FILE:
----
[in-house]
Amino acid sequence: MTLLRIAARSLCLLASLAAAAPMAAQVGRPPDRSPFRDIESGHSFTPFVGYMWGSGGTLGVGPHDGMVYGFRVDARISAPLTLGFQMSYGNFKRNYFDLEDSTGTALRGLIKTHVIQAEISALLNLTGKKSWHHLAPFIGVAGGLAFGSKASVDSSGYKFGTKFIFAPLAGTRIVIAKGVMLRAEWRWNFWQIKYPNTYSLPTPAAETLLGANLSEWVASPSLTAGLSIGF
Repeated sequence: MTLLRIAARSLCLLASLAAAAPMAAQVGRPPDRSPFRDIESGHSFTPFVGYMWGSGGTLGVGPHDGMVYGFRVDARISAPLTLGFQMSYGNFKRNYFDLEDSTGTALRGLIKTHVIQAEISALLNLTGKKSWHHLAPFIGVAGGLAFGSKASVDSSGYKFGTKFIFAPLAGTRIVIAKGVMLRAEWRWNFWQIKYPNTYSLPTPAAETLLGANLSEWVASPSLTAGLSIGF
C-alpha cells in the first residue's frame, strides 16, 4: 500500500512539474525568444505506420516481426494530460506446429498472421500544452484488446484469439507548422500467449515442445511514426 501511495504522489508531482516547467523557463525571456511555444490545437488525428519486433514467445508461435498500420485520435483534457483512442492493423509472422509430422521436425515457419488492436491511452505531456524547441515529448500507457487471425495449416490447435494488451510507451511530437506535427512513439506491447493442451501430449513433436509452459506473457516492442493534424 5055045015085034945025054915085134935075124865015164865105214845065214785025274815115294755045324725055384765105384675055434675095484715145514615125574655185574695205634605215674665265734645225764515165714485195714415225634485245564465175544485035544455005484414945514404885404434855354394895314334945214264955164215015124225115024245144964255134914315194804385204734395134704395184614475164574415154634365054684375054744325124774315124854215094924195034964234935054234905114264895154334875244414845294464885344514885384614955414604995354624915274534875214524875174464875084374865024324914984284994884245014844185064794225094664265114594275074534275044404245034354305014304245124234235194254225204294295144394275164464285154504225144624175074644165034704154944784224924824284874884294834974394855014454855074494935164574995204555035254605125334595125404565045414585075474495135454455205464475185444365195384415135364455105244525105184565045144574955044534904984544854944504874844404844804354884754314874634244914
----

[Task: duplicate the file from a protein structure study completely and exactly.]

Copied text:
[in-house]
Amino acid sequence: MTLLRIAARSLCLLASLAAAAPMAAQVGRPPDRSPFRDIESGHSFTPFVGYMWGSGGTLGVGPHDGMVYGFRVDARISAPLTLGFQMSYGNFKRNYFDLEDSTGTALRGLIKTHVIQAEISALLNLTGKKSWHHLAPFIGVAGGLAFGSKASVDSSGYKFGTKFIFAPLAGTRIVIAKGVMLRAEWRWNFWQIKYPNTYSLPTPAAETLLGANLSEWVASPSLTAGLSIGF
Repeated sequence: MTLLRIAARSLCLLASLAAAAPMAAQVGRPPDRSPFRDIESGHSFTPFVGYMWGSGGTLGVGPHDGMVYGFRVDARISAPLTLGFQMSYGNFKRNYFDLEDSTGTALRGLIKTHVIQAEISALLNLTGKKSWHHLAPFIGVAGGLAFGSKASVDSSGYKFGTKFIFAPLAGTRIVIAKGVMLRAEWRWNFWQIKYPNTYSLPTPAAETLLGANLSEWVASPSLTAGLSIGF
C-alpha cells in the first residue's frame, strides 16, 4: 500500500512539474525568444505506420516481426494530460506446429498472421500544452484488446484469439507548422500467449515442445511514426 501511495504522489508531482516547467523557463525571456511555444490545437488525428519486433514467445508461435498500420485520435483534457483512442492493423509472422509430422521436425515457419488492436491511452505531456524547441515529448500507457487471425495449416490447435494488451510507451511530437506535427512513439506491447493442451501430449513433436509452459506473457516492442493534424 5055045015085034945025054915085134935075124865015164865105214845065214785025274815115294755045324725055384765105384675055434675095484715145514615125574655185574695205634605215674665265734645225764515165714485195714415225634485245564465175544485035544455005484414945514404885404434855354394895314334945214264955164215015124225115024245144964255134914315194804385204734395134704395184614475164574415154634365054684375054744325124774315124854215094924195034964234935054234905114264895154334875244414845294464885344514885384614955414604995354624915274534875214524875174464875084374865024324914984284994884245014844185064794225094664265114594275074534275044404245034354305014304245124234235194254225204294295144394275164464285154504225144624175074644165034704154944784224924824284874884294834974394855014454855074494935164574995204555035254605125334595125404565045414585075474495135454455205464475185444365195384415135364455105244525105184565045144574955044534904984544854944504874844404844804354884754314874634244914